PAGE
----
Creative Writing Classes

I have decided to take two courses on creative writing at City Academy in London.  One is a full week, full day (10-5) class in advanced creative writing.  In addition to providing the students with a sharper writing tool kit, it covers the specific skills of novel writing, script writing (film or television) and play writing.  There is a good deal of emphasis on creative techniques and structure.  There were four instructors on this course, all of them freelance writers, some of them take commissions from the BBC and one is a children’s book writer.  All of us (six) on this course were impressed with both the knowledge of the tutors and their skills in transferring the knowledge to us.  We completed many specific writing assignments in class, ranging from five to twenty minutes, and we would read out our work to the class.

The other class is on Wednesday evenings from 6:30 to 9:00 for six weeks.  This course is taught by the head of the creative writing department, who is script writer for Casualty on BBC1.  As such, he has a flair for drama.  This course is designed to help students progress or design a piece of creative writing.  There are five students in this course; I am the only male (aside from the tutor).  One woman in her early 30’s has finished writing a middle grade children’s book about a child who is disappointed in her own achievements.  A woman in her 50’s has a musical which has been performed somewhere locally and involves repercussions from Vietnam.  These two are making final corrections.  A woman in her late late 30’s has some ideas for a novel about two female friends, one of whom has a father who has strangely reappeared.  And the other student, in her 20’s, is trying to develop ideas for a novel.  And I am there with a completed manuscript about a man who is preoccupied with fears of his death.  Agents say it is well written, it has three good reviews, but nobody has said ‘yes’, and one agent said that in needs more intensity.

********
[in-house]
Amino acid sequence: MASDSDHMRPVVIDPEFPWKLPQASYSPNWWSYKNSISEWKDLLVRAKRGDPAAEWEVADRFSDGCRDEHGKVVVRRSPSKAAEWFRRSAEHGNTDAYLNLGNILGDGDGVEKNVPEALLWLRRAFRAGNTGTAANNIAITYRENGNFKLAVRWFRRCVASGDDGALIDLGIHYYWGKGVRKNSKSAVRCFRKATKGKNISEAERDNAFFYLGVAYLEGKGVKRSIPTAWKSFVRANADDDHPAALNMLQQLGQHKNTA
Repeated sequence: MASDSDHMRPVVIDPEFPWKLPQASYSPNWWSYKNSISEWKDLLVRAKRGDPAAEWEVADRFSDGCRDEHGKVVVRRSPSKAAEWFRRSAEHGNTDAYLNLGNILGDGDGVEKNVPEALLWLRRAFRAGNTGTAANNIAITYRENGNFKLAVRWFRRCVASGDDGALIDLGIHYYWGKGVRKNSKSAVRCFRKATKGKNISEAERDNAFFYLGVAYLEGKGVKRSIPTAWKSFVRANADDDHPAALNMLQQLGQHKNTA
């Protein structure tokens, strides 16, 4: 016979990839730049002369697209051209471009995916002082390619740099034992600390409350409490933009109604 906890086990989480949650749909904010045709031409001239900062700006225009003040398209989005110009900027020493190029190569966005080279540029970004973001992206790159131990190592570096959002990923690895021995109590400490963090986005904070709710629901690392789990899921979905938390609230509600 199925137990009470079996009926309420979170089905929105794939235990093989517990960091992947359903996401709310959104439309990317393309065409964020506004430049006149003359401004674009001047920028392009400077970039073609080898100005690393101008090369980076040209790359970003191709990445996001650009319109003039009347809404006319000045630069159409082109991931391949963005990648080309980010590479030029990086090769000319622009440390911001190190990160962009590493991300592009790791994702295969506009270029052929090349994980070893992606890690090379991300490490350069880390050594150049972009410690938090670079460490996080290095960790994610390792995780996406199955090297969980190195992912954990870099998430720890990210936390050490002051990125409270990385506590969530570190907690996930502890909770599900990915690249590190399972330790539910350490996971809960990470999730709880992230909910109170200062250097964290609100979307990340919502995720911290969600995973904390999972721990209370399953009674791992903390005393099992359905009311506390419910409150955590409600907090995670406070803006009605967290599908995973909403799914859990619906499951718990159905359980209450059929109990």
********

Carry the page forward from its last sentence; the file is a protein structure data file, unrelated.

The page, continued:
So I outlined the novel last Wednesday, including the concern about intensity.  I also presented my list of ideas for ramping up the intensity.  Almost immediately, the tutor said, why don’t you make the relationship between the protagonist and his grandniece the centerpiece of the novel, having them tell the story rather than the protagonist alone.  At first, I thought, Oh, God another rewrite!, but then it began to make sense.  The current structure of the novel is around a timeline which tends to dilute the intensity of the relationships.  But, if the two narrators cover and debate each of the relationships in depth, in series, it will be much more intense.

So next Wednesday, I’ve been asked to bring a revised outline to the class.  What this involves is taking all the events of each relationship, and grouping them together sequentially, rather than allowing them to be strung out along the time line.

This will, of course involve some re-writing, some new material and deleting some existing material.  But I’m looking forward to it.